Cornerstone “Finding Help” Initiative Provides Hope in Alleviating Anguish and Mental Health Stigma in Putnam County, Indiana


As the world is finally recognizing the gravity of mental health, screening data from Putnam County, Indiana provides a glimpse of the distressing mental health conditions and challenges people experience. March 2022 mental health screening results from Mental Health America of Putnam County (MHAoPC) showcased that 42.5% of participants struggle with symptoms of Major Depressive Disorder and 22.5% of participants with symptoms of Generalized Anxiety Disorder. This is why the innovations of nonprofits such as MHAoPC are significant, especially in rural areas plagued with inequitable mental health resources. 


Mental Health America of Putnam County is an affiliate of Mental Health America (MHA), the nation's leading community-based nonprofit dedicated to promoting the overall mental health of all. The missions of MHAoPC include erasing the stigma of mental illness and providing mental health education throughout Putnam County. Their cornerstone programs include the Helping Children/Co-Parenting (HCCP) Class to ensure that parents going through separation are able to support their children in an effective way. Additionally, their Puppet Power program is designed to educate Kindergarten through 5th graders on topics including child abuse prevention, body rights, self-confidence and bully prevention. Now, their latest initiative aims to help people all across Putnam County. 


On June 6, 2022, Executive Director of MHAoPC, Karen Martoglio, formally announced the “Finding Help Initiative” at MHAoPC’s annual meeting as an effort to cohesively provide resources for people with mental health conditions. 


While MHAoPC has always been the go-to for Putnam County residents seeking mental health assistance, Martoglio has been the one to primarily connect people to resources. 


“It is a more connected world [now],” Martoglio says, reflecting on her time as executive director and the changes that have occurred since she began. 


Martoglio, who first received formal training in understanding mental health conditions and crisis intervention during her time as a Residents’ Assistant in college, began her career at MHAoPC six years ago. During that time, most people’s phone plans were reserved for calling and texting and access to the Internet was limited. Now, most phone plans include data and kids have more access to the Internet due to school.


“When I first started, it was more like I could give the information to people if they didn’t have the points to get that information themselves. Nowadays, that has completely shifted, and we need to adapt to that change as well,” Martoglio says.


Thus, a year and a half ago, Martoglio sat down with MHAoPC’s current Co-President, Harriet Moore, to plan out how to make the Finding Help Initiative come alive. They mapped out how Martolgio would usually take calls and took note of what referrals she would advise.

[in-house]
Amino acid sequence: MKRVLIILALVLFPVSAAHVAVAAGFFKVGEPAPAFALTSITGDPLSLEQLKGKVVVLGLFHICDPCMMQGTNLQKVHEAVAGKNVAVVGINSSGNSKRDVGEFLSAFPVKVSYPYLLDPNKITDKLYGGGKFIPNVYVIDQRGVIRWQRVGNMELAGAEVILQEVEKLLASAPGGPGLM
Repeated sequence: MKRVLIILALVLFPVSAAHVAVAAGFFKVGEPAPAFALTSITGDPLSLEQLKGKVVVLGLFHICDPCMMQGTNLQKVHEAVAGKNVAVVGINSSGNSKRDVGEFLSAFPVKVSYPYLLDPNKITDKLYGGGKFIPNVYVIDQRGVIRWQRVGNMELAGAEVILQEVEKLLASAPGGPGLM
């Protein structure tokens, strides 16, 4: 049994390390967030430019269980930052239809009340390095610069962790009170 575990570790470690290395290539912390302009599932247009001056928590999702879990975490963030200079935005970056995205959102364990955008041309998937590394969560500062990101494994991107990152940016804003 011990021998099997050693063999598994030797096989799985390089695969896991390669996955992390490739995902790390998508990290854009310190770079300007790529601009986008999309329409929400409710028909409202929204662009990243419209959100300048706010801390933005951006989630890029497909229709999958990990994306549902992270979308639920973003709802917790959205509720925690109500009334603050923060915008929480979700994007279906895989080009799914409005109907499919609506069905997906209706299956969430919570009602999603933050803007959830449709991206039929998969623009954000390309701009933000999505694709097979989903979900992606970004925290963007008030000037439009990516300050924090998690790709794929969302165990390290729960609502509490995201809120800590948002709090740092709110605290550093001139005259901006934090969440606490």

“The biggest question I had in mind when helping create this [initiative] was… ‘What are the resources that I tell people when they need help?’”


Using this strategy, a comprehensive list of relevant resources was formulated. This list was printed out and shared across the community along with being posted on MHAoPC’s webpage.


Inspired by another affiliate of Mental Health America, MHA of Wabash Valley, which has a similar initiative entitled “Mental Health Navigator,” the Finding Help Initiative page provides pivotal resources for Putnam County residents in particular, in addition to overall national resources and national affiliates. It is important that there are resources specifically catered toward residents of Putnam County, Indiana, in order to ensure that these people have the access and proximity to get their mental healthcare needs met.


The resources include, but are not limited to, Be Well Indiana; directories for locating professional health; the contact information for Putnam County’s two behavioral health systems, Cummins Behavioral Health and the Hamilton Center; a link leading you to take a mental health screening and the Crisis Text Line. For more resources, please visit this page


All of the resources listed on the page have been cross-checked with Indiana 211. Previously, Indiana 211 had primarily been used for locating local resources. Since COVID-19, it can now be used to connect you directly with a trained counselor. It is another great example of a nonprofit that is transforming to accommodate the needs and concerns of people. 


If you or someone you know may be experiencing symptoms of a mental health condition or would like to check in on your mental health by reflecting on questions you would not have thought of on your own, it is encouraged to take a mental health screening. While screenings are not diagnostic tests, they can help you determine warning signs and whether you should seek a professional’s opinion. As mental health resources are more accessible now than ever before, it is important to take advantage of these changes.